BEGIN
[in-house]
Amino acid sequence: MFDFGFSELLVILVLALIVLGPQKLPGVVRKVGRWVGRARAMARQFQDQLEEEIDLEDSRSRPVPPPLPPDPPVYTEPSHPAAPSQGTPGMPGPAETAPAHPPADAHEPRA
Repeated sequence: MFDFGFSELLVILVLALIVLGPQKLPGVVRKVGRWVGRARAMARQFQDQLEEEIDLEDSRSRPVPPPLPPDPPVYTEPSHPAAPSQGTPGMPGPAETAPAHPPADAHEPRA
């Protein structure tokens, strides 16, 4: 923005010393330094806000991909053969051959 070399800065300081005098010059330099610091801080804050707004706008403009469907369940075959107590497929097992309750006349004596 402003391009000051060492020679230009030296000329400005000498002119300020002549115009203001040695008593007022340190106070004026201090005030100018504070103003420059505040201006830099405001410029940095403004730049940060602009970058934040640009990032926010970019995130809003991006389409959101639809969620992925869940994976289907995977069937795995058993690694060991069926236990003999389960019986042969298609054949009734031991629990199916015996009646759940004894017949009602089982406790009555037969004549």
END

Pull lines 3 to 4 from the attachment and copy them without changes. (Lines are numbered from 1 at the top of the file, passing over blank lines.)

Repeated sequence: MFDFGFSELLVILVLALIVLGPQKLPGVVRKVGRWVGRARAMARQFQDQLEEEIDLEDSRSRPVPPPLPPDPPVYTEPSHPAAPSQGTPGMPGPAETAPAHPPADAHEPRA
């Protein structure tokens, strides 16, 4: 923005010393330094806000991909053969051959 070399800065300081005098010059330099610091801080804050707004706008403009469907369940075959107590497929097992309750006349004596 402003391009000051060492020679230009030296000329400005000498002119300020002549115009203001040695008593007022340190106070004026201090005030100018504070103003420059505040201006830099405001410029940095403004730049940060602009970058934040640009990032926010970019995130809003991006389409959101639809969620992925869940994976289907995977069937795995058993690694060991069926236990003999389960019986042969298609054949009734031991629990199916015996009646759940004894017949009602089982406790009555037969004549």